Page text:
Within six months, as the lava cooled and the threat of further eruptions subsided, they were rebuilding their lives and their homes on this odd little spot on the planet.
They beckoned in the unsettling way that a fairground freak show might. We were compelled to go for a closer look but felt uneasily nervous in the process.
Fishing is everything to the hardy inhabitants.
For centuries, generations have learned the art of survival and today, young lads still swing by rope from foothold to foothold high above sheer cliffs where Guillemots and Fulmars nest, continuing the custom of collecting eggs for breakfast.
“They taste very good and are incidentally, very good for your sex life,” proclaimed Ruth, our guide, with a teasing smile.
The Faroe Islands were our next destination, and beaming a welcome on the quayside was Zakarias Wang, confessing right from the start that he’d never done this before but had agreed to step in at the last moment to help out his daughter, a professional tour guide, as she had become too unwell to fulfil her duties that day.
We warm to him straight away and are smitten by his honest-as-the-day-was-born character. We later discover he is a veritable fount of knowledge on all things Faroese and an author who is a leading authority on the subject and held in high regard by the fellow countrymen and women.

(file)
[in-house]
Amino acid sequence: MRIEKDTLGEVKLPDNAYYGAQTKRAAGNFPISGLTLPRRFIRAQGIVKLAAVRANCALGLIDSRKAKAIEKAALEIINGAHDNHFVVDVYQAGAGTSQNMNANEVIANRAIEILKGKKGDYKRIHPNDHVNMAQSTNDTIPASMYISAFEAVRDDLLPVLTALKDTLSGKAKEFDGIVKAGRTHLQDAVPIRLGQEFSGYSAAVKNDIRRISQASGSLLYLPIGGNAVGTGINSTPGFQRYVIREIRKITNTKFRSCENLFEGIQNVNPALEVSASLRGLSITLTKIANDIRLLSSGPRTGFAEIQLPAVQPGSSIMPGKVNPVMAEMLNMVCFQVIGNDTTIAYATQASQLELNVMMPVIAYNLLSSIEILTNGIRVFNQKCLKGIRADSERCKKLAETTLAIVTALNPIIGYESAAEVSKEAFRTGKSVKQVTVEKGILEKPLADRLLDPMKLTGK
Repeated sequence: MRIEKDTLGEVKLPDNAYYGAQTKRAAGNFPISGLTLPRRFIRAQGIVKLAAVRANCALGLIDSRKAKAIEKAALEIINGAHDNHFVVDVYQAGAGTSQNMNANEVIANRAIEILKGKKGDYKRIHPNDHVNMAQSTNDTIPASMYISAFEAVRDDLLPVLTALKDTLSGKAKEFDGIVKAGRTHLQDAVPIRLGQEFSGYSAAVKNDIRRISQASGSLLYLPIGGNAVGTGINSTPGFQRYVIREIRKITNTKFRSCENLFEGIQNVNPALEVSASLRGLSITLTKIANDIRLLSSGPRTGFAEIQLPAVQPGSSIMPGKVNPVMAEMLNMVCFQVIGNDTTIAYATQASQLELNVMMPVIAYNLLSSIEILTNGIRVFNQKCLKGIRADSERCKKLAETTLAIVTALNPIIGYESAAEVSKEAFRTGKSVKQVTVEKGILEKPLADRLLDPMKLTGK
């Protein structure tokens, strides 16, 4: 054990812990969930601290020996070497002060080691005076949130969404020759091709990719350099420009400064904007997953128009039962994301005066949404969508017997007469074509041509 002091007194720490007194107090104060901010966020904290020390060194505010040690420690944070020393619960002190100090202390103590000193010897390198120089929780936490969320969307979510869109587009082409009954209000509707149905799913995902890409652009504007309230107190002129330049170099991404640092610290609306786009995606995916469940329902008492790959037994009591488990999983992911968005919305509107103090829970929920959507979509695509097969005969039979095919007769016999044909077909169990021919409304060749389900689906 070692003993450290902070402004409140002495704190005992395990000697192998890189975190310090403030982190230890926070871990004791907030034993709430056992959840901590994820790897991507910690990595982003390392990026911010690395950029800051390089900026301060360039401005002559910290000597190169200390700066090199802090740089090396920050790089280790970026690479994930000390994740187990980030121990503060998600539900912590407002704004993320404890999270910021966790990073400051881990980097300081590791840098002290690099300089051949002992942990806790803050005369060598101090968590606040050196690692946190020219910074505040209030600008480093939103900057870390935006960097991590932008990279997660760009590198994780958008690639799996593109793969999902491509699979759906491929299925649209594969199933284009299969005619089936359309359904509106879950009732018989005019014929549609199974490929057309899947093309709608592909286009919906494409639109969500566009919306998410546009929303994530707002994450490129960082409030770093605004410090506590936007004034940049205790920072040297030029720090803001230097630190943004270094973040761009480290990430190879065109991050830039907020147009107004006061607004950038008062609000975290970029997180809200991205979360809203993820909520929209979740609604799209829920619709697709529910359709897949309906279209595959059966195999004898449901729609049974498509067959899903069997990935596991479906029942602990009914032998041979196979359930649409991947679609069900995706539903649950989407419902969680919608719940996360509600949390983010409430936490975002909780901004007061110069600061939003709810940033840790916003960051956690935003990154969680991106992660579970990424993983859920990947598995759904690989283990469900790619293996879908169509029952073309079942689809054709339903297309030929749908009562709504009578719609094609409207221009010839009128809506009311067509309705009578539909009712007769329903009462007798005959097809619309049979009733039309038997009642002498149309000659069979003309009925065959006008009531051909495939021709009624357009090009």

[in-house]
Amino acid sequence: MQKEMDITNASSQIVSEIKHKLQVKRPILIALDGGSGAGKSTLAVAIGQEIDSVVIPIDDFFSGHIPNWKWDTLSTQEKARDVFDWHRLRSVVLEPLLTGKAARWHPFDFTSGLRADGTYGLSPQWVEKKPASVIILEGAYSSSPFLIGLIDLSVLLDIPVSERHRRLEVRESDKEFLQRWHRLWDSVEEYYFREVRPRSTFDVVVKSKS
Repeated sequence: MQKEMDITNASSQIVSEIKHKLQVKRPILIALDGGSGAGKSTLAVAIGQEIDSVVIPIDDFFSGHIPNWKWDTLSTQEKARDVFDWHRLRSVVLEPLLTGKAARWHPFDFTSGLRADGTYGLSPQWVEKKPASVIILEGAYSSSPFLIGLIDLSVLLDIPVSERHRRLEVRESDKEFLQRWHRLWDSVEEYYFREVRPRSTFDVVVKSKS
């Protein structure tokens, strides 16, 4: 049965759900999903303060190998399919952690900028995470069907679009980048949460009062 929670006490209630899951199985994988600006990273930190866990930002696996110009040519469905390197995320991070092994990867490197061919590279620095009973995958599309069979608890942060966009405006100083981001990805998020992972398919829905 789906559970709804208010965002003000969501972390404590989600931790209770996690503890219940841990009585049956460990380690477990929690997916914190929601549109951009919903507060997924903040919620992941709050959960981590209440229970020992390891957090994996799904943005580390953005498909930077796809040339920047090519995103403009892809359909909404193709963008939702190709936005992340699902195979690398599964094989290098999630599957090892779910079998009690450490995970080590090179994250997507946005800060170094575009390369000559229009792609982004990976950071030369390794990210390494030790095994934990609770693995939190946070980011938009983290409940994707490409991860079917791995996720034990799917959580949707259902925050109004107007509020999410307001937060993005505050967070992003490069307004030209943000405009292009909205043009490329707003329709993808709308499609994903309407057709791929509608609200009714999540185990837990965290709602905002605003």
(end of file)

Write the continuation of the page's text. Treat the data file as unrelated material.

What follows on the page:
As he introduces himself, he thanks us for bringing good weather.


“It is the hottest day of the year so far – thirteen degrees” – he says, provoking laughter.
On a coach tour of his homeland, he covers all of the angles – and much more – doing the best he can to keep us informed and entertained, and enthusing over everything the eye can see. While presenting a well-informed commentary as we drive through startlingly beautiful landscapes, past hillsides and shorelines dotted with homesteads all with grass-topped roofs, he searches for more thoughts to keep us fully informed, he tells us: “The fields are mainly for cultivation of grass for the sheeps,” sounding too serious by far. “For the humans, we grow the potatoes and the rhubarbs!
“Be warned if you are planning a bathing occasion, it is not good to come here. Not even in July!”
We manage to grab a few minutes with the man who has won our hearts and he is pleased to learn that Brenda and I are from Scotland, telling us with great delight that he starts his day, every day as soon as he is awake, by tuning in to BBC Radio Scotland.
When I get back at the end of the trip, I contact a journalist friend who is part of the early morning BBC news team in Glasgow, to let him know about this wonderful man who is a regular listener way up north in the Faroe Islands, and two days later, when he is presenting the news, he makes a point of giving Mr Wang a namecheck, hopefully to take him completely by surprise and let him know we’re happy to have him aboard.
Back onboard ship, conversation at the restaurant tables invariably revolves around the Faroese diet as we ponder yet another feast.
No Fulmar eggs or sheeps on the menu tonight.